In NFL playoffs it’s all about proven quarterbacks

Philadelphia and Minnesota’s hopes hit by injury to Carson Wentz and Sam Bradford

Over the last 42 years the regular season’s top teams have gone to the playoffs with an expectation of winning their first postseason game.

They often don’t, of course, but the people who set sports betting lines have named the No1 seed as favourites every time in their playoff opener. Never have they wavered on this. Their faith in the higher seed has been automatic.

But faith never met Nick Foles, the unfortunate replacement for Carson Wentz as the Philadelphia Eagles quarterback in these playoffs. For the first time since the NFL began using team records to set seeding the sports books are picking a No1 seed to lose a first playoff game, naming the Atlanta Falcons as 2.5 point favourites for their divisional round game next Saturday in Philadelphia.

This is unfair to Foles whose reputation as a serviceable but uninspiring back-up does not match his career statistics, which are pretty decent (this, remember, is a man who once threw seven touchdowns in a single game).


But Foles is not Wentz, who may be the league’s best young quarterback. And since Foles only completed 4-of-11 passes for 39 yards in the handful of minutes he played in his last game (one where the Eagles rested their key players for the coming postseason) there is an impression Philadelphia, who were 13-3 in 2017, are going to be trampled by the Falcons.

That perception may be right.

Not because of Foles but because of the way Atlanta played in their 26-13 smothering of the Los Angeles Rams in Saturday’s wild card round. The Falcons linebackers and defensive backs swarmed over the Rams’ fleet of top receivers, batting away passes, crashing into LA’s players and in some cases, knocking them down. It was clear they had intimidated Los Angeles and quarterback Jared Goff, just as they must intimidate the Eagles as well.

This has been an unusual NFL season, one in which many of the game’s best players went out with season-ending injuries. The rush to build bigger, stronger and faster players has only led to more horrific injuries and probably has contributed as much as anything to lower ratings.

Top two seeds

Who wants to watch an NFL without Odell Beckham Jr, JJ Watt and Aaron Rodgers?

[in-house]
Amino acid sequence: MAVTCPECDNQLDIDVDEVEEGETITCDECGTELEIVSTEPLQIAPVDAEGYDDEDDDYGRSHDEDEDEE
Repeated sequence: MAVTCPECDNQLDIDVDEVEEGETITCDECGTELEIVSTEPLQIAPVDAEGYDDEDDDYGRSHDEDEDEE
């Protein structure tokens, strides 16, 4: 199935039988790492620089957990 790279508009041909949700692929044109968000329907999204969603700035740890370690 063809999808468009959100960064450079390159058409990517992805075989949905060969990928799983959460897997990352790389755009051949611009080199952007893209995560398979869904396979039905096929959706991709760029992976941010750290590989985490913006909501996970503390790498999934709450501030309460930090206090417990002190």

While the Eagles and Minnesota Vikings became the NFC’s top two seeds they finished the year without their starting quarterbacks. Just as it is hard to believe in Foles it’s also an enormous leap to expect Case Keenum, who came into the year with almost as many interceptions as touchdowns before filling in for the injured Sam Bradford, will take the Vikings to the Super Bowl that will be held in their own stadium.

Much like the Eagles are underdogs to the Falcons, many will expect Minnesota to lose to the New Orleans Saints.

On Sunday, the Saints beat rival Carolina 31-26 as quarterback Drew Brees threw for 376 yards and two touchdowns.

Just days from turning 39, Brees is not the same player he once was. He threw for fewer yards and touchdowns this year than in any of his 12 seasons with the Saints. But he might have been more efficient, and with New Orleans having a more complete attack and an aggressive defence the Saints feel a lot like the team that won the Super Bowl in 2010. The Vikings, while balanced, don’t feel like a championship team.

It's probably unfair to say this but Atlanta and New Orleans probably are on a collision course for the NFC championship game because they have Matt Ryan and Brees while their opponents have Foles and Keenum. But this is the reality of the NFC in the 2018 postseason.

The AFC doesn't have such a dilemma. The AFC's top two seeds, New England and Pittsburgh, are still led by Tom Brady and Ben Roethlisberger, who have both won Super Bowls. Their presence on the field next weekend against Jacksonville and Tennessee all but guarantee the Pats and Steelers will meet in an AFC championship. This is the state of football today: great quarterbacks usually win in the postseason.

– Guardian